Oh for a doctor!

The topic of medicine in the First World War seems to be very popular in 2017, and it just happens to be a theme GWAA is focusing on too, although when a few of us started looking at it, there wasn’t so much happening generally – one of those interesting coincidences.

Something which struck me when reading Gregg Adams’ King’s African Rifles Soldier versus Schutztruppe Soldier: East Africa 1917-18 (Osprey 1916) was the role of fire and its impact on fighting. He quotes Mzee Ali (Bror McDonnel) in this regard which surprisingly passed me by when I read the book – I was focusing on other themes at the time. What is striking about the role of fire and the description given is that I don’t recall having read about doctors treating burns, or burns being listed on the catalogue of reasons men were evacuated by hospital ship to South Africa between 1916 and 1917 listed in the Appendices to the Pike Report (WO 141/31).

In On Call in Africa (NP Jewell), we read of an ammunition store catching fire but not the bush fires. There is also reference in some sources to Smuts and Lettow-Vorbeck using scorched earth policy as a military tactic but this implies controlled fire and the devastating effect of this in terms of famine and starvation is recorded. But, the fires caused by weapons firing and sudden sparks turning into flames is not a feature in memoirs and diaries. Snakes get more of a mention, as do attacks by bees.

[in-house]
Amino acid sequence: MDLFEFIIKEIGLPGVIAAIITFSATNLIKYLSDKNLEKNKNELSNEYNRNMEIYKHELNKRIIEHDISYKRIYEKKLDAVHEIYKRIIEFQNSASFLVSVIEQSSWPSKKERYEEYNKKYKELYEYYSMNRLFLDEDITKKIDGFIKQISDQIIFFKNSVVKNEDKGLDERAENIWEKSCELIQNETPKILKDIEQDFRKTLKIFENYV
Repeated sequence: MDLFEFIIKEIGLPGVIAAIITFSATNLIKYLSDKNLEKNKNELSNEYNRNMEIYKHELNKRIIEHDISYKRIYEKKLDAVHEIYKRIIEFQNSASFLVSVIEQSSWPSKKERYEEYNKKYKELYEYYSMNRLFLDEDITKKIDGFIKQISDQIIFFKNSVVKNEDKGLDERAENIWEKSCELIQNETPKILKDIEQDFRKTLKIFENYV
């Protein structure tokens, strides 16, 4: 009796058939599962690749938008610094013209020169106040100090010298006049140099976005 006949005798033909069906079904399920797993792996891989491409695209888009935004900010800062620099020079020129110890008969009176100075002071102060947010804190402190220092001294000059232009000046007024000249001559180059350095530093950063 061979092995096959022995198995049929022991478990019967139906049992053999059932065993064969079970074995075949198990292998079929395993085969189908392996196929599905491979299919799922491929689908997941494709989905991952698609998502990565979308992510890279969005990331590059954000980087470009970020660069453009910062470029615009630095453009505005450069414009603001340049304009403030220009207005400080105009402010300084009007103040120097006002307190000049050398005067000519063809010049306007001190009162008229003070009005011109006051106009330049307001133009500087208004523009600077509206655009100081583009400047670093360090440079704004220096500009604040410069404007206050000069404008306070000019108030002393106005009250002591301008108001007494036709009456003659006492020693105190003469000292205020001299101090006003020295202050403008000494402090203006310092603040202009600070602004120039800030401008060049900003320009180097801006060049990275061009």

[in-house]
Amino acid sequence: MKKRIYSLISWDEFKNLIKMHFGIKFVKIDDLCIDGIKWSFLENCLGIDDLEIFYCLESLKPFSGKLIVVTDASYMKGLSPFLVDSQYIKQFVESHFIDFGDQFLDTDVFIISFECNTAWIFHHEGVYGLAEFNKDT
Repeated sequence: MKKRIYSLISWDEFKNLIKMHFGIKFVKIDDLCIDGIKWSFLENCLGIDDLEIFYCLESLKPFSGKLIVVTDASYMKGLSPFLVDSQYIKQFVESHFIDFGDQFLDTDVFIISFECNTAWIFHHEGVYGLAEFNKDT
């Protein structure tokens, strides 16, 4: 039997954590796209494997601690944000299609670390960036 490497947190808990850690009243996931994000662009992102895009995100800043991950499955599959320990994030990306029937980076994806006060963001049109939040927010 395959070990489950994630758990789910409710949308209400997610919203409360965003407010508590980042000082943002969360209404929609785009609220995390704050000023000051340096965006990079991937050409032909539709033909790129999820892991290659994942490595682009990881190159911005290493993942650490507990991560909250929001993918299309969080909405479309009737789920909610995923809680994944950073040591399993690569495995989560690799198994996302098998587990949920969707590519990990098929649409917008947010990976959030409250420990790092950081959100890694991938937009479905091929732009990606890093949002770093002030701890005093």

Were many lives lost to these fires? If so, ow were they recorded and where? How did doctors deal with them especially when water was scarce? (Jewell mentions sterilizing hands with iodine as there was no water available). What was the impact of the hot African sun on the untreated burn injuries? (Pike notes that sunstroke/burn was not a major issue for the medical services). Why is there little record of burns in the medical records? I’m not sure we’ll get answers to many of these questions, but as noted by Adams, this was a significant difference of fighting in certain parts of Africa compared with the Western Front.

You can see the transcription of the Pike Report and other relevant medical links on the GWAA Medical Archive.